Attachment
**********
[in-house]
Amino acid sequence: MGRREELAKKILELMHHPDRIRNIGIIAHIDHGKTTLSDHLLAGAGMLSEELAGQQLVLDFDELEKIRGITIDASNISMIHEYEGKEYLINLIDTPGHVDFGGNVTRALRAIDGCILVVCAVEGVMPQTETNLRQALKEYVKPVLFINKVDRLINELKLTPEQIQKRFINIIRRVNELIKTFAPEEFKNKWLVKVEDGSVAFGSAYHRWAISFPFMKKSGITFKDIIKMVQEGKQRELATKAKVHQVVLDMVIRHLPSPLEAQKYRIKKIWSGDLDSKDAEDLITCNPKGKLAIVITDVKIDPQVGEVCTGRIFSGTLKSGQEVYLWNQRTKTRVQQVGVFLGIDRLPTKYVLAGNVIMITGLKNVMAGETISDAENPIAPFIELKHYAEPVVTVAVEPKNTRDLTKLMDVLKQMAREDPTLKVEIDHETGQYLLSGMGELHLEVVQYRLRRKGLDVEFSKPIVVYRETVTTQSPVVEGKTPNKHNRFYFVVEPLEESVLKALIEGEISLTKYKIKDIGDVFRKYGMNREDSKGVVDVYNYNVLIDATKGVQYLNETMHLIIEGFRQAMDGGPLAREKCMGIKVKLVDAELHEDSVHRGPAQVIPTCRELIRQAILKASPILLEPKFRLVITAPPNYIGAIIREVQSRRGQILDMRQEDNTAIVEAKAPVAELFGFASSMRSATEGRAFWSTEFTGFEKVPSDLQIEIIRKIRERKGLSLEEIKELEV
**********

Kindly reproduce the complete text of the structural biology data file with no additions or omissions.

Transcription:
[in-house]
Amino acid sequence: MGRREELAKKILELMHHPDRIRNIGIIAHIDHGKTTLSDHLLAGAGMLSEELAGQQLVLDFDELEKIRGITIDASNISMIHEYEGKEYLINLIDTPGHVDFGGNVTRALRAIDGCILVVCAVEGVMPQTETNLRQALKEYVKPVLFINKVDRLINELKLTPEQIQKRFINIIRRVNELIKTFAPEEFKNKWLVKVEDGSVAFGSAYHRWAISFPFMKKSGITFKDIIKMVQEGKQRELATKAKVHQVVLDMVIRHLPSPLEAQKYRIKKIWSGDLDSKDAEDLITCNPKGKLAIVITDVKIDPQVGEVCTGRIFSGTLKSGQEVYLWNQRTKTRVQQVGVFLGIDRLPTKYVLAGNVIMITGLKNVMAGETISDAENPIAPFIELKHYAEPVVTVAVEPKNTRDLTKLMDVLKQMAREDPTLKVEIDHETGQYLLSGMGELHLEVVQYRLRRKGLDVEFSKPIVVYRETVTTQSPVVEGKTPNKHNRFYFVVEPLEESVLKALIEGEISLTKYKIKDIGDVFRKYGMNREDSKGVVDVYNYNVLIDATKGVQYLNETMHLIIEGFRQAMDGGPLAREKCMGIKVKLVDAELHEDSVHRGPAQVIPTCRELIRQAILKASPILLEPKFRLVITAPPNYIGAIIREVQSRRGQILDMRQEDNTAIVEAKAPVAELFGFASSMRSATEGRAFWSTEFTGFEKVPSDLQIEIIRKIRERKGLSLEEIKELEV